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Perl : References
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References
I'm happiest writing Perl code that does not use references because they always give me a mild headache. Here's the short version of how they work. The backslash operator (\) computes a reference to something. The reference is a scalar that points to the original thing. The '$' dereferences to access the original thing.

Suppose there is a string...


$str = "hello";        ## original string


And there is a reference that points to that string...


$ref = \$str;          ## compute $ref that points to $str


The expression to access $str is $$ref. Essentially, the alphabetic part of the variable, 'str', is replaced with the dereference expression '$ref'...


print "$$ref\n"; ## prints "hello" -- identical to "$str\n";


Here's an example of the same principle with a reference to an array...


@a = (1, 2, 3);        ## original array
$aRef = \@a;           ## reference to the array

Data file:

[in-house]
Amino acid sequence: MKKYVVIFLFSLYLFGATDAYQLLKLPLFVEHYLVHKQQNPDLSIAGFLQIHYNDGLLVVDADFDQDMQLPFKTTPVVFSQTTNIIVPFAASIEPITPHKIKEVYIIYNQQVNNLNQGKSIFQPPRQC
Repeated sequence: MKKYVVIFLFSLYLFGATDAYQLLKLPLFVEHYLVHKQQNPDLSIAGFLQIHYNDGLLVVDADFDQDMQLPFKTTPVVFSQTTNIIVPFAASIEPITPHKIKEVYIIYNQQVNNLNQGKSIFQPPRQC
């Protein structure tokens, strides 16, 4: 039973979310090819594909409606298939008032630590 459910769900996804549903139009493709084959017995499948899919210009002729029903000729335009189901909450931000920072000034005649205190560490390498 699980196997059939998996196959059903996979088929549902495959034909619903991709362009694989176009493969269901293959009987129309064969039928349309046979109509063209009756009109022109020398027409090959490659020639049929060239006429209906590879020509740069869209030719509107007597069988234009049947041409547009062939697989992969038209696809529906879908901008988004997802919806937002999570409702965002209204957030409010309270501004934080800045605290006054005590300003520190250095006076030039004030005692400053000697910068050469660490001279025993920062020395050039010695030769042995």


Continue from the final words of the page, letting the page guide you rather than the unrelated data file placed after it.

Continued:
print "a: @a\n";                 ## prints "a: 1 2 3"
print "a: @$aRef\n";             ## exactly the same


Curly braces { } can be added in code and in strings to help clarify the stack of @, $, ...


print "a: @{$aRef}\n";           ## use { } for clarity


Here's how you put references to arrays in another array to make it look two dimensional...

@a = (1, 2, 3);
@b = (4, 5, 6);
@root = (\@a, \@b);
print "a: @a\n";                       ## a: (1 2 3)
print "a: @{$root[0]}\n";              ## a: (1 2 3)
print "b: @{$root[1]}\n";              ## b: (4 5 6)
scalar(@root)                  ## root len == 2
scalar(@{$root[0]})            ## a len: == 3


For arrays of arrays, the [ ] operations can stack together so the syntax is more C like...
$root[1][0]                    ## this is 4

This Articles is written/submitted by puneet (Puneet Aggarwal). You can also contribute to Asicguru.com. Click here to start


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